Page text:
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KFC Supplier Accused of Animal Cruelty

An animal rights group involved in a long legal dispute with Kentucky Fried Chicken about the treatment of the 700 million chickens it buys each year is to release a videotape today showing slaughterhouse workers for one supplier jumping up and down on live chickens, drop-kicking them like footballs and slamming them into walls, apparently for fun.
After officials of the KFC Corporation saw the videotape yesterday, they said they would seek dismissal of the workers, inspect the slaughterhouse more often and end their relationship if the cruelty was repeated. The company that owns the slaughterhouse, the Pilgrim's Pride Corporation, the country's second-largest poultry processor, said it was "appalled" by the tape.

Animal rights groups have long complained that sheer malicious behavior - on top of the expected confinement and bloodletting - goes on in slaughter plants, but this is the first time such graphic proof has been produced. The tape was taken surreptitiously by an investigator for People for the Ethical Treatment of Animals who worked from October 2003 to May 2004 at a Pilgrim's Pride plant in Moorefield, W.Va., that won KFC's "Supplier of the Year" award in 1997.

KFC and its parent, Yum Brands, have repeatedly committed themselves to a promise that all suppliers would treat animals humanely. Yesterday, a spokeswoman for KFC said the company "wouldn't tolerate the type of behavior in the video."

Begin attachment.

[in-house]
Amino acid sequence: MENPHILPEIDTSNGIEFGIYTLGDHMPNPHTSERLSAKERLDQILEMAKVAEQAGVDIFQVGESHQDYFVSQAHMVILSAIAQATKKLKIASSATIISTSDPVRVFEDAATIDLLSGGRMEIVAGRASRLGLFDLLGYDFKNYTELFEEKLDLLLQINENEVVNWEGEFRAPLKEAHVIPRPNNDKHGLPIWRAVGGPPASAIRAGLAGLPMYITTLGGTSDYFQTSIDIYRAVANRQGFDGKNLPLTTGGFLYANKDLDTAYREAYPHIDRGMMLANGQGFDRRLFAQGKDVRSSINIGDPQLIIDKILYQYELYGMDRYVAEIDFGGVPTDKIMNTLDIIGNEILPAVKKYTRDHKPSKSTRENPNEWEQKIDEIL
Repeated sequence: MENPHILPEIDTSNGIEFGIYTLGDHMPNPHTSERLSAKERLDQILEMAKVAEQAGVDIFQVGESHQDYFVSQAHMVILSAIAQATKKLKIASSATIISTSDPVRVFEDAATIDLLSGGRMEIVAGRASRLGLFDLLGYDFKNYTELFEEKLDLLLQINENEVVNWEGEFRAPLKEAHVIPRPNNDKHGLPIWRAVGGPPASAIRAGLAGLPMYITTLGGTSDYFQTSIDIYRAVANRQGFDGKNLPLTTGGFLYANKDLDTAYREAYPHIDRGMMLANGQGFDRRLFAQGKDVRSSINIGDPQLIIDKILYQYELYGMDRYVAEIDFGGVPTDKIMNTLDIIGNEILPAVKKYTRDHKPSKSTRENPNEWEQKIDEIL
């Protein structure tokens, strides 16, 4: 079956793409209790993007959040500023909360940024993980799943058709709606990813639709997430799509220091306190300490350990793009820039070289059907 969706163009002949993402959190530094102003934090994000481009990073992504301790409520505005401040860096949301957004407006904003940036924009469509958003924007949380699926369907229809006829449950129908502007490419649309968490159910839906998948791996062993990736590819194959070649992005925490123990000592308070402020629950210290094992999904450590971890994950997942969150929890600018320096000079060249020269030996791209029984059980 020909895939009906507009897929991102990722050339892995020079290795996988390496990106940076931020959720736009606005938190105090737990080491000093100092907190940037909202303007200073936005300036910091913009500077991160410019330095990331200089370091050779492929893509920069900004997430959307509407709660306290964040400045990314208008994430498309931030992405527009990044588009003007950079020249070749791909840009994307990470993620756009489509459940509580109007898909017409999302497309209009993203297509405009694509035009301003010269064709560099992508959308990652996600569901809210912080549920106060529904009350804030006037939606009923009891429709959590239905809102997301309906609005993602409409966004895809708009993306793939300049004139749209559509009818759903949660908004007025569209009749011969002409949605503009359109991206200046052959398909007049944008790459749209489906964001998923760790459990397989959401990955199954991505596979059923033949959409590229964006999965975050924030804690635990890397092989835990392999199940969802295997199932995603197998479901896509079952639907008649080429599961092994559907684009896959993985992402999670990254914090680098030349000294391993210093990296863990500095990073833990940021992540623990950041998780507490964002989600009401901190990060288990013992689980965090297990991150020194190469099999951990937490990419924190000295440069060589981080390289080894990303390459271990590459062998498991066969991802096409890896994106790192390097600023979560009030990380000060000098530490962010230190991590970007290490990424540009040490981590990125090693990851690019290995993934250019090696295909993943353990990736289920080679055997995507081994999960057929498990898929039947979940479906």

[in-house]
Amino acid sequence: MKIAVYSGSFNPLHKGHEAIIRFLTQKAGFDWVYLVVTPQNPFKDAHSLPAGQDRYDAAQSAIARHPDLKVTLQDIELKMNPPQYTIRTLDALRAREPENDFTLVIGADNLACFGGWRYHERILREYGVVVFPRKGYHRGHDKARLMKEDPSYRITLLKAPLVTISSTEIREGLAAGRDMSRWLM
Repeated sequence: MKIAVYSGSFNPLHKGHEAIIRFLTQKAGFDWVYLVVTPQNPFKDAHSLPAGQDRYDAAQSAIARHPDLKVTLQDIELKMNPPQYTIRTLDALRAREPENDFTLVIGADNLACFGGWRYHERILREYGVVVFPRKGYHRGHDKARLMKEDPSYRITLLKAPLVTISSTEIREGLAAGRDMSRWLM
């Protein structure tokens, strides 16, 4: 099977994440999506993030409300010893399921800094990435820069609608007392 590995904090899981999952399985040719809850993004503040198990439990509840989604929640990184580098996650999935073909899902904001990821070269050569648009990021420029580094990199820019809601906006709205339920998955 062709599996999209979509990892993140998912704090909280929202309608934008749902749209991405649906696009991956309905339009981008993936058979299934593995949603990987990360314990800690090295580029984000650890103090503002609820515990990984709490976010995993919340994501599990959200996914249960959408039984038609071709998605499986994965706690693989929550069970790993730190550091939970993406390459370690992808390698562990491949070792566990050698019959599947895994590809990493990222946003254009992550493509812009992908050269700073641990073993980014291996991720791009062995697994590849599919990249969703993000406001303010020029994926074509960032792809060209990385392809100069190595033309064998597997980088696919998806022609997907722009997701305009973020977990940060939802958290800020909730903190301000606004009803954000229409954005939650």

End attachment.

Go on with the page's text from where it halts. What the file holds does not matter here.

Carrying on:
KFC "will require that the employee or employees responsible be terminated," said Bonnie Warschauer, director of public relations, and further violations will "result in termination of our relationship."

Prominent veterinarians, including those on the company's animal welfare advisory board, called for shutting the plant and dismissing or prosecuting its managers. Dr. Ian J. H. Duncan, an animal and poultry science professor at the University of Guelph in Ontario, who is a KFC adviser, said the tape "contains some of the worst scenes of animal cruelty that I have ever witnessed."

A Pilgrim's Pride spokesman said the company had an anonymous report about poultry mistreatment at the plant in April and had made it clear to its workers that "any such behavior would result in immediate termination." In light of the tape, the company said, it will reopen its investigation.

The tape includes loud music the workers listen to, the screeching of the birds and the sound of each hitting the wall. When released, it will be on a Web site of the animal-rights group, which is known as PETA, at kentuckyfriedcruelty.com.

The undercover investigator, who spoke on condition of anonymity because he feared retaliation and still does undercover work for the group, said in a telephone interview that he saw "hundreds" of acts of cruelty, including workers tearing beaks off, ripping a bird's head off to write graffiti in blood, spitting tobacco juice into birds' mouths, plucking feathers to "make it snow," suffocating a chicken by tying a latex glove over its head, and squeezing birds like water balloons to spray feces over other birds.

He said the behavior was "to alleviate boredom or vent frustrations," especially when so many birds were coming in that they would have to work late.

On April 6, one day he filmed, workers made a game of throwing chickens against a wall; 114 were thrown in seven minutes. A supervisor walking past the pile of birds on the floor said, "Hold your fire," and, once out of the way, told the crew to "carry on."